In essence, I'm painting the Story of my 'tribe' - the Europeans who came to Australia and built a nation.
The West Queensland town of Winton was where I was born and it was there that 'Waltzing Matilda' was written. Winton was centre stage of the 1890s uprising known as the Australian 'secret' civil war. All my work in images and writing is inspired by that eventful period of Australia's national Story.
Read Press Clippings (below) about her career
Dorothy Gauvin* (pronounced as *Go-Van) is an internationally acclaimed artist specialising in oil paintings of Australia's history and folklore. She is also renowned for her 'life-story' portraits, showing the subject's history on one canvas.
Art Gallery Gauvin
was the physical gallery established 1991- 2003 in Cairns near the Great Barrier Reef, to showcase Gauvin originals. It has been an online gallery since May 2002.
Phone:+617 40543615 Fax:+617 40412699
Mail: P.O.Box 601 Cairns Q 4870 Australia
Heritage Gallery Printing
is the Imprint established 1995 to reprint the books of Dorothy Gauvin that were previously published by HarperCollins/Angus&Robertson and to publish the artist's future books and novels.
Mail: P.O.Box 601 Cairns Q 4870 Australia
"A 'big-canvas' painter"
Gauvin developed a unique montage technique to capture the vast scope of Australia's outback and to add the dimension of Time to the stories in her pictures. Her research is as meticulous as the wealth of detail she lavishes on her scenes of life on the cattle station or drover's track, bush pub or crowded city.
In 1984, the artist made a five-month study tour of the great galleries of Europe and returned fired with a desire to show and to share all that being Australian means to her. The result was the start of her on-going Australia's Heritage series. An early group of the paintings was toured in Los Angeles and San Francisco the following year. Since then, the artist has worked exclusively on commission.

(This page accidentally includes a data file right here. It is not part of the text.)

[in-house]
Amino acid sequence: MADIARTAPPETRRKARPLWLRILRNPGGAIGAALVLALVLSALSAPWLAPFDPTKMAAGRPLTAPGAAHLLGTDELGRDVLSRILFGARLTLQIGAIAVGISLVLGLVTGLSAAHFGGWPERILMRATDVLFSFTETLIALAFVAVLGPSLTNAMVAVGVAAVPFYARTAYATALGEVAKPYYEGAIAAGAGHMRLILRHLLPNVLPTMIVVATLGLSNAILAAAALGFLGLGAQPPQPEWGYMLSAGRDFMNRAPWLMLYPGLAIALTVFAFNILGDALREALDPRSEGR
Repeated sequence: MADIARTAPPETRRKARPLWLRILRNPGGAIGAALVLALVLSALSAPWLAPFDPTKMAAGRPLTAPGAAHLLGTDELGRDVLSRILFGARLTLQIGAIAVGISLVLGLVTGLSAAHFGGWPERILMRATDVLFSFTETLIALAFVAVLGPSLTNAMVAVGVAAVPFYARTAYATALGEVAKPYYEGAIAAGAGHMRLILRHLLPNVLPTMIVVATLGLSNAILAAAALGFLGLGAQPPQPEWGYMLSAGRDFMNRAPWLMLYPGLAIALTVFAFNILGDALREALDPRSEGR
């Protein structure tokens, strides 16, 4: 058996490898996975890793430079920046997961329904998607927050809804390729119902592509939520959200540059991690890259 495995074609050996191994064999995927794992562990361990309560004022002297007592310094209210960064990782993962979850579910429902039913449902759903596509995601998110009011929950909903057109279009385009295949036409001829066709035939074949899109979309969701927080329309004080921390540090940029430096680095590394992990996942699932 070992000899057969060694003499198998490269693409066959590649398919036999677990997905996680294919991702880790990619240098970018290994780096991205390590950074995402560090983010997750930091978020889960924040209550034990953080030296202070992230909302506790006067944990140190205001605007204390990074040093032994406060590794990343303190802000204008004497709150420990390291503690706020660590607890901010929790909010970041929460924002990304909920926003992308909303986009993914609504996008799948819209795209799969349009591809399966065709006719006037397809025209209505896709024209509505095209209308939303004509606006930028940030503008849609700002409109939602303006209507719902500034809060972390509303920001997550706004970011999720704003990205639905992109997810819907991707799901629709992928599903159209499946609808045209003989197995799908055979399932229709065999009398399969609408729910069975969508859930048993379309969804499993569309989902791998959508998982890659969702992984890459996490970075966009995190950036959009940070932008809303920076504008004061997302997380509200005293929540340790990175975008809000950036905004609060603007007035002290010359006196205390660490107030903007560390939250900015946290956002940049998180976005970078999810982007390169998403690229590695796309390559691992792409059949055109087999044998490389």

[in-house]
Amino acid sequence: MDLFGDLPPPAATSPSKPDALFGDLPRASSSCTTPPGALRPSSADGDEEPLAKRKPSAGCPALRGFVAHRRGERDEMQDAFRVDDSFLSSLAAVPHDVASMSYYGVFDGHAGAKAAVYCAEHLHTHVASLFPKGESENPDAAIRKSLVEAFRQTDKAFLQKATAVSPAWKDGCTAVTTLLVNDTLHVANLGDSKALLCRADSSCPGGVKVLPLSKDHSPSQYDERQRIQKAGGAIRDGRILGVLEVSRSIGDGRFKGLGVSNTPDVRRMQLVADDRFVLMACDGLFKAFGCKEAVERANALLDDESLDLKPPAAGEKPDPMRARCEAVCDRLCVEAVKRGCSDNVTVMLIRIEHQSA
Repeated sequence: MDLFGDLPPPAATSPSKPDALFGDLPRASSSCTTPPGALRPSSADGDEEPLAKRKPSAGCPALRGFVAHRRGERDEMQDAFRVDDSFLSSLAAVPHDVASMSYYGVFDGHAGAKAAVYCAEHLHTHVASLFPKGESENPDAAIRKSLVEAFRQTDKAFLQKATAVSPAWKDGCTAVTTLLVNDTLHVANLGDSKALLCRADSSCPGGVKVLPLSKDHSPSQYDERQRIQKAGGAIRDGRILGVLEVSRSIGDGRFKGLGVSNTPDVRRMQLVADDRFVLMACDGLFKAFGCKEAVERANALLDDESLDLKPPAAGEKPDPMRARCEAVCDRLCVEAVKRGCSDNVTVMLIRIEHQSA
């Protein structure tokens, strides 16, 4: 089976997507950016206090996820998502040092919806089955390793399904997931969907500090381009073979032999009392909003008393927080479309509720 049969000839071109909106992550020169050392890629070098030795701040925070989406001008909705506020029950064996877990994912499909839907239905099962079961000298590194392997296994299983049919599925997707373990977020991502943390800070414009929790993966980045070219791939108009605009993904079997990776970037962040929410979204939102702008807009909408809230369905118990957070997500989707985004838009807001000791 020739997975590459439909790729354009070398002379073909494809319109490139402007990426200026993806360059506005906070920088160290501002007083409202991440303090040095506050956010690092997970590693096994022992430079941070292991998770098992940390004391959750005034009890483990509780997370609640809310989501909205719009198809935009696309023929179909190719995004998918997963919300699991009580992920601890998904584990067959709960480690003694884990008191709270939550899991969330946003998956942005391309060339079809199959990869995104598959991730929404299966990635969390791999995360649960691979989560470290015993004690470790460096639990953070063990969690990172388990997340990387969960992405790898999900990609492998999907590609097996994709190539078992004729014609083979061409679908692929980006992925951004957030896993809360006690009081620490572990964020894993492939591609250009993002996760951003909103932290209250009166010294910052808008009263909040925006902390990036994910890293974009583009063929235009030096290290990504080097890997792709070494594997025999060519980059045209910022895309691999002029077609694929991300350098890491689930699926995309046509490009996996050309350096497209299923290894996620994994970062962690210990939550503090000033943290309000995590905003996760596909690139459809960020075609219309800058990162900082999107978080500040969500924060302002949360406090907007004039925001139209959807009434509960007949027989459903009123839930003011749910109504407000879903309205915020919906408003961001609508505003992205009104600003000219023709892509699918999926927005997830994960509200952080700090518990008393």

Gauvin's first historical adventure novel struck a chord with many readers for its authentic portrayal of life the rural West. Born at Winton, the birthplace of Waltzing Matilda, the artist grew up in Sydney and Toowoomba before moving to Cairns where she lives with her husband and son.
Current Project: A series of paintings on an epic Australian theme, with a technique that the artist believes is totally new. She has also resumed work on her second Novel, set on a North Queensland sugar Plantation during the volatile period of the 1890s.
Update: Complications caused by the rheumatoid arthritis that has been part of the artist's life from early youth brought her career to a halt in 2002. Four years later, she was able to resume her planned Final Series with reduced hours in the studio. In hope of giving practical encouragement to other painters with arthritis in any of its forms, she shares pictures of the special artist's tools she developed with her partner and the directions for building them.
If you're like me, you probably wonder about 'testimonials.' Unless you know the person who is making the statement, how much can it mean? Still, I'm a stranger to you at present. So you may like to see what people had to say about me and my work. Because you can check out articles printed in newspapers, I've included just a few:
Extracts from reviews
'The Consul-General of Australia Basil Teasey officially opened an exhibition of Australian art in Los Angeles early in March. At the show, he announced that an oil painting by Dorothy Gauvin had been sold for $12,000.'
Andrew Bairden - British Weekly
Los Angeles. Mar 1985
Update: A painting from the 1985 series was re-sold in 2002 for $23,000
'Gauvin has no doubts on the worth of her work - she knows they are good. The waiting list for her paintings, which sell at five-figure sums and feature in numerous corporate and private collections throughout Australia, in Canada and the USA, would appear to back this up.'
Murray Waldren - Weekend Australian Sydney.Jan 1990
'Gauvin paints with a passionate love of her subject. A perfectionist, with every detail of her paintings historically accurate, she will often take long field trips to authenticate a relatively small part of the work. For every average painting time of 200 hours, she spends four times that on research.'
Robert Reid - Sunday Mail
Brisbane. Jun 1995
All extracts reprinted with permission
see all my pages on the sitemap